The way forward for the postal services is to ensure that we have, on the one hand, adequate competition and, on the other, no diminution of the universal service. The development of further competition, allied with a modernised and customer-focused An Post, will provide the basis for the further development of the postal sector.

I have just completed four years as Chairman of the Joint Committee on Communications, Marine and Natural Resources and during that period we engaged with the management of An Post, the trade unions, particularly, the Irish Postmasters Union, other stakeholders, customers, ComReg and the Minister. At one of our meetings I was horrified to learn that the then CEO had not interacted verbally with the CEO of the Communications Workers Union. I banged their heads together and informed them that if they did not speak to each other, progress would not be made.

The Deputy should have banged his own head as well.

I am delighted that the industrial relations difficulties experienced by the company in 2005 were resolved with the assistance of the Labour Relations Commission, the Labour Court and the national implementation body. At the core of the dispute was the implementation of a comprehensive restructuring agreement, as well as non-payment of Sustaining Progress increases. The restructuring agreement has been signed up to by all parties and entails changes in work practices, as well as a reduction in staff numbers. The three-person expert group established by the Labour Court has remained in place and has a key role in monitoring implementation of the recommendations. I am delighted that the agreement is in place and that the company will be stronger.

Agreement on restructuring triggered full payment of Sustaining Progress moneys to staff, postmasters and pensioners in December 2005. In addition, the €20 million owed in retrospective payments was paid in October this year.

Poor management and some outdated work practices were responsible for the disimprovement in the company's financial position in the years to which I refer. A former CEO of the company came before the committee——

Government intervention.

——and provided its members with incorrect financial information.

Leadership by the Government.

The name of that individual is listed in transcripts of the joint committee's proceedings and I need not mention it here. However, we were fed a line of information on the sound finances of the company. When the CEO to whom I refer was replaced six months later, we discovered from his successor what the real position of the company was.

It is disheartening for me to recall the selling off of high street properties and tracts of land to fund the day-to-day operations of the company. The latter came about as a result of poor financial management and industrial relations. In addition, €150 million——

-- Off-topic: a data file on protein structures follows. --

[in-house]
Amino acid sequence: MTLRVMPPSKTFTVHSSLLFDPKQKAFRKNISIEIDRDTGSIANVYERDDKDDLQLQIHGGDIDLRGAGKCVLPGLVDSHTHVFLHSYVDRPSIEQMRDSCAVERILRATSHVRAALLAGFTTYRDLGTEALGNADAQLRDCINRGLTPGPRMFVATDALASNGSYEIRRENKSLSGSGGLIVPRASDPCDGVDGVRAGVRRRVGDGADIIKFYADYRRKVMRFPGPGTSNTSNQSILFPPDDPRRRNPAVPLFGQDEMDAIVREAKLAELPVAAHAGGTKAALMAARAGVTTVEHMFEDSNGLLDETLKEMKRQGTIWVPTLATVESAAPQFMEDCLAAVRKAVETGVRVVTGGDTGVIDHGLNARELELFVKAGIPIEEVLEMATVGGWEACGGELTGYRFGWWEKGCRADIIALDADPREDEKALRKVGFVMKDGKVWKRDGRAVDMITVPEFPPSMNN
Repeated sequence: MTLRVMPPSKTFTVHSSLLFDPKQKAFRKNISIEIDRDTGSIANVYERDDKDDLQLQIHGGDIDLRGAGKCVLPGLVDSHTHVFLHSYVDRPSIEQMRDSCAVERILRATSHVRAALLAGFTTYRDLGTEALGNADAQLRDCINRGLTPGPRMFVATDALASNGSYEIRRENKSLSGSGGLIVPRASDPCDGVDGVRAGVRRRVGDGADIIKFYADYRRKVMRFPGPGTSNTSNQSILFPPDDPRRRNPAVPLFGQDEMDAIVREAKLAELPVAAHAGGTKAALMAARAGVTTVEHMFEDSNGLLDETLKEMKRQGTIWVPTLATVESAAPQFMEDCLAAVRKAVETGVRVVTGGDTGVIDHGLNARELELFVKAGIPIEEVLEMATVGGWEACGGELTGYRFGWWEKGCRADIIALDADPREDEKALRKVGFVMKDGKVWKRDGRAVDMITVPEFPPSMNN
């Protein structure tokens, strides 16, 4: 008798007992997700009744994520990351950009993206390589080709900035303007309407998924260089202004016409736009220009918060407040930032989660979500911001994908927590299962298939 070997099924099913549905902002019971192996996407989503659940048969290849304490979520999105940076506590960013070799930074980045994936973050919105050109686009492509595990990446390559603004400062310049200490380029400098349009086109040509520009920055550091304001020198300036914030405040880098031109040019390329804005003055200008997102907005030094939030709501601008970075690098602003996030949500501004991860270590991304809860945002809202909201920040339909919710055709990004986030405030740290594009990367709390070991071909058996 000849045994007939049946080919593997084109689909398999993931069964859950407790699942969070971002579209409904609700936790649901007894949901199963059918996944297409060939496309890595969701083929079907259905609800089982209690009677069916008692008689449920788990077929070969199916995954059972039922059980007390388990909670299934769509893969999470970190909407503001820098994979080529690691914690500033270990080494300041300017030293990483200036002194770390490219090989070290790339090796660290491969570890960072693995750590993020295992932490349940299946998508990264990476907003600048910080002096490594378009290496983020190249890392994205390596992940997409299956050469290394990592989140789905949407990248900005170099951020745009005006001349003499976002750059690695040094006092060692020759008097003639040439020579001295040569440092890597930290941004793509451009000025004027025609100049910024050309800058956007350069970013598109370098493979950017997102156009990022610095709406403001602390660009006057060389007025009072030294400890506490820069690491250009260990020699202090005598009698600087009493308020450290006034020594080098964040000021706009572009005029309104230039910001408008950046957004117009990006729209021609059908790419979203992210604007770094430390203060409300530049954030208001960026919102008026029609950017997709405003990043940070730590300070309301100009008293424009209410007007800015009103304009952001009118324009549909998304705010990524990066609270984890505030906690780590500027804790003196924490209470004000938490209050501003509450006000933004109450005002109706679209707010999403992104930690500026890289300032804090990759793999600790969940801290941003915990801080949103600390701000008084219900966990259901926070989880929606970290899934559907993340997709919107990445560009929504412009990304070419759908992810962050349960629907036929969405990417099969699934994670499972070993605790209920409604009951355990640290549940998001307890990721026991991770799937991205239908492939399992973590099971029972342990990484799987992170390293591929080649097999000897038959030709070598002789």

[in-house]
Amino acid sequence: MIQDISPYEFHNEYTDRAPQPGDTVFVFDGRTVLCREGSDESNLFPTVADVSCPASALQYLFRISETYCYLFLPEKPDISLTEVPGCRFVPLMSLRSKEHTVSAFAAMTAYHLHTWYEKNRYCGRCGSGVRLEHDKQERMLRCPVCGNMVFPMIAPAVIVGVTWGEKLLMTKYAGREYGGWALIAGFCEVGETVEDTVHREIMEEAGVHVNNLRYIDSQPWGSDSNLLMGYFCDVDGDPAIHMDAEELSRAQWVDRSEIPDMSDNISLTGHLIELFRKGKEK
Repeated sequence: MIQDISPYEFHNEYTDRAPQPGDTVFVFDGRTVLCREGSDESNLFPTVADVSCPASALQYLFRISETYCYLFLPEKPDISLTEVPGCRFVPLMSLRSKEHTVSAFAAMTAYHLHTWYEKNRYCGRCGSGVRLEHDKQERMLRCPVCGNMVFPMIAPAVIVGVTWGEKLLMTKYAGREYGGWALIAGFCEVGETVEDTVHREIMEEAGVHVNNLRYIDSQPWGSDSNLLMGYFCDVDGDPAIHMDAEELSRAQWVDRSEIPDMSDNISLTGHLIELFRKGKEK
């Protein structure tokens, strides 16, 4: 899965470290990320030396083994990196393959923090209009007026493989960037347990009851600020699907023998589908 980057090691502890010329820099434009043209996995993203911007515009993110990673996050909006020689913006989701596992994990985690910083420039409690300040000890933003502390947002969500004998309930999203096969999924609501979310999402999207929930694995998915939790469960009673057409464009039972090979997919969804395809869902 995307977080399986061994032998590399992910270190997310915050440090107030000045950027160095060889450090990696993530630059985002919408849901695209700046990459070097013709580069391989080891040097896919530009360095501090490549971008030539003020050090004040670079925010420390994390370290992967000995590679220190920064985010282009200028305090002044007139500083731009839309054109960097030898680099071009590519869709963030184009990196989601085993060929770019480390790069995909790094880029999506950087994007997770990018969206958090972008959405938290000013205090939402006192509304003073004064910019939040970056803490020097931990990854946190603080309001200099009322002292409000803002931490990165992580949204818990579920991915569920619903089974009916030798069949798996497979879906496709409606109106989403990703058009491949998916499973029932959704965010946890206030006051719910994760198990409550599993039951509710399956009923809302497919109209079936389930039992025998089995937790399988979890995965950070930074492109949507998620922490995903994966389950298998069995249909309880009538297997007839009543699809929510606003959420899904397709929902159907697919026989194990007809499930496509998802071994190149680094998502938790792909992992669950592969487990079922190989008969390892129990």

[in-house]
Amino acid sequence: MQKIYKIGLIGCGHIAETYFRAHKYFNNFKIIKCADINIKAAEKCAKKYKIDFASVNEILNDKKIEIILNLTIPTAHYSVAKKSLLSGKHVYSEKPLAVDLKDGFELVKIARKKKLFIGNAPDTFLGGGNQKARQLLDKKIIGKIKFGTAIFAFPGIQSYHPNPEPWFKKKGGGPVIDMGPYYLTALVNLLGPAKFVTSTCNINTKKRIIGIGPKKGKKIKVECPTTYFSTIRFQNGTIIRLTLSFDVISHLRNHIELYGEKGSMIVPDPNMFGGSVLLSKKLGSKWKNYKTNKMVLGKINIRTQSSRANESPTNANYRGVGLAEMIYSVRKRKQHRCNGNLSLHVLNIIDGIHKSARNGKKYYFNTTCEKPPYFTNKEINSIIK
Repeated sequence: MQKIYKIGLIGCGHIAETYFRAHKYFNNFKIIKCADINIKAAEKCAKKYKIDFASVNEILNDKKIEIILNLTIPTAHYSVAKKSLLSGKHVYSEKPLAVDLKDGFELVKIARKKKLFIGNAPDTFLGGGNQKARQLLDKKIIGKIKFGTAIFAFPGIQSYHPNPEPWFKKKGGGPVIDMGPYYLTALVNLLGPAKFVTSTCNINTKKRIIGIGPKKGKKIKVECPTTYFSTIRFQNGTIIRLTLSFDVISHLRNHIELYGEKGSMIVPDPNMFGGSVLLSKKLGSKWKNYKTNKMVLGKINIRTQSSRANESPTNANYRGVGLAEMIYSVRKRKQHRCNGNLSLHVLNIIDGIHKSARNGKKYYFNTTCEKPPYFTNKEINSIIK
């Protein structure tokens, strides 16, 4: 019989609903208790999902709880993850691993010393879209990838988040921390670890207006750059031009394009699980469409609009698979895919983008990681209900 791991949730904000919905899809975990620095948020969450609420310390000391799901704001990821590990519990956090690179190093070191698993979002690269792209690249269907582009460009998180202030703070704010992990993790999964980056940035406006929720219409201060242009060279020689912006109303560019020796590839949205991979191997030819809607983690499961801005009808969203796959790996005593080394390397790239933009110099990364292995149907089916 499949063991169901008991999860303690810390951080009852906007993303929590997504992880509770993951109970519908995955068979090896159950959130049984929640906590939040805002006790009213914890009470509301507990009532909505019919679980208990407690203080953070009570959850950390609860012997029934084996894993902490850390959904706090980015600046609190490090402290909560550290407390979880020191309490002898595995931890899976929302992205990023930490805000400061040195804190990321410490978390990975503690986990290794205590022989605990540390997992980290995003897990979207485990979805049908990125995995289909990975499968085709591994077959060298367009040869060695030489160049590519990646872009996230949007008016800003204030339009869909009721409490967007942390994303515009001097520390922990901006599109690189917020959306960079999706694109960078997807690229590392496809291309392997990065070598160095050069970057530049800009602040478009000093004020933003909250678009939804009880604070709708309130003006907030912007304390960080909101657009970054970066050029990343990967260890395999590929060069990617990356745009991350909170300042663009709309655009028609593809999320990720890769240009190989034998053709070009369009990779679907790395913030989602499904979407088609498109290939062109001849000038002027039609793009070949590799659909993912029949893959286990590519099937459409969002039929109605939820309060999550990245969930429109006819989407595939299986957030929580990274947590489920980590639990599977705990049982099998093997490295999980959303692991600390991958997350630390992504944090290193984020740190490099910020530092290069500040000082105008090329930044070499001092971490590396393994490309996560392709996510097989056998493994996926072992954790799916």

And perhaps three or four poor Ministers.

I see Deputy Broughan has joined the debate. As I was saying, €150 million in moneys available to the company to expand and develop its operations was wasted. I was very disappointed — I am sure my colleagues felt the same way — at the time.

We are still disappointed.

There are 995 automated and 404 non-automated post offices and 161 postal agencies. A pilot scheme was introduced last year in which ten post offices participated. All post offices should be automated.

Correct.

In this age of technology we are promoting e-government, e-parliament and e-commerce——

The Deputy should vote with us tomorrow.

Does the Deputy want me to be fired? I have only three or four months to go in this job.

I am merely encouraging the Deputy.

Smaller post offices are operating at a disadvantage vis-à-vis their larger counterparts. They will operate at a further disadvantage if the new financial systems are introduced. They also operate at a disadvantage because, as the Minister of State, Deputy Browne, stated, many are opting for electronic payments.

When this report and that relating to the pilot scheme are considered in 2007, I hope we will move towards ensuring all post offices will become fully automated.

Hear, hear.

The Minister of State has indicated post office work is high volume in nature and involves low margin transactions such as welfare and utility bill payments. Such payments can be transferred to any banking facility. As the Minister of State said, the network is dependent on the two contracts currently in place, namely, that relating to social welfare payments and the NTMA's small savings products.

I seem to recall the representative of the Irish Postmasters Union informing the joint committee that its members would embrace this technology. I am disappointed that the union has withdrawn from the negotiations.

They will not do anything unless they are paid.

Deputy O'Flynn to continue without interruption.

I urge the head of the union, Mr. John O'Kane, who has enjoyed a good relationship with the various members of the joint committee to return to the negotiations, embrace the changes and obtain proper recompense for his members.

Hear, hear.

I am concerned about the future. An Post has a reasonably good board and management team and a dedicated workforce which is fully committed to the company. Everyone involved is willing and able to meet the challenges of liberalisation which will come about in 2009.

I am sure the company will improve its next-day delivery service. A previous speaker referred to a level of 74% in this regard. I agree that this is not acceptable. The figure for the United Kingdom is between 93% and 94%.

I do not have a single complaint to make against post office workers in Cork. They are superb people who deliver the post — hail, rain or snow. They never let one down. It is unusual for anyone to be let down by them and I am sure that goes for their counterparts.

Hear, hear.

Who will be better qualified after 2009 than our postal workers to be present at the cutting edge of communications and postal deliveries? Who has a proven track record? When the sector is liberalised, why should we allow others to take business away from them? I want them to meet the challenge——